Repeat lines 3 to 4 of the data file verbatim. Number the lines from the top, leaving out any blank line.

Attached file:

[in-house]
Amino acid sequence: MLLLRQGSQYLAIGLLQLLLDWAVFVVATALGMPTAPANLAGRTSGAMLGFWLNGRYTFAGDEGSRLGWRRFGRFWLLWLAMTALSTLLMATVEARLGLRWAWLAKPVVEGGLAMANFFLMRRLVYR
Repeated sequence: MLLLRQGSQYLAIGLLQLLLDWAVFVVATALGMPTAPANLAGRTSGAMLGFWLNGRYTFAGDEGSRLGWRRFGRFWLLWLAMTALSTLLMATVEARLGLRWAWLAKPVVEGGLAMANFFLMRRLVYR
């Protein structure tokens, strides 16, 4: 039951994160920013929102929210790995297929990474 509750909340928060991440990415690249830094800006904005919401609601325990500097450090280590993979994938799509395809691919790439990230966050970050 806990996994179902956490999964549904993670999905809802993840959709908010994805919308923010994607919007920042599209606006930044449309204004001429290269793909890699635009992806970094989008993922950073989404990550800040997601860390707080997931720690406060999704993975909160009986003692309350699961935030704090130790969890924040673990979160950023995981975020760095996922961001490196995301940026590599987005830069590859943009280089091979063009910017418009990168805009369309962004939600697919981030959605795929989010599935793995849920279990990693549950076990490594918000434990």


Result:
Repeated sequence: MLLLRQGSQYLAIGLLQLLLDWAVFVVATALGMPTAPANLAGRTSGAMLGFWLNGRYTFAGDEGSRLGWRRFGRFWLLWLAMTALSTLLMATVEARLGLRWAWLAKPVVEGGLAMANFFLMRRLVYR
């Protein structure tokens, strides 16, 4: 039951994160920013929102929210790995297929990474 509750909340928060991440990415690249830094800006904005919401609601325990500097450090280590993979994938799509395809691919790439990230966050970050 806990996994179902956490999964549904993670999905809802993840959709908010994805919308923010994607919007920042599209606006930044449309204004001429290269793909890699635009992806970094989008993922950073989404990550800040997601860390707080997931720690406060999704993975909160009986003692309350699961935030704090130790969890924040673990979160950023995981975020760095996922961001490196995301940026590599987005830069590859943009280089091979063009910017418009990168805009369309962004939600697919981030959605795929989010599935793995849920279990990693549950076990490594918000434990």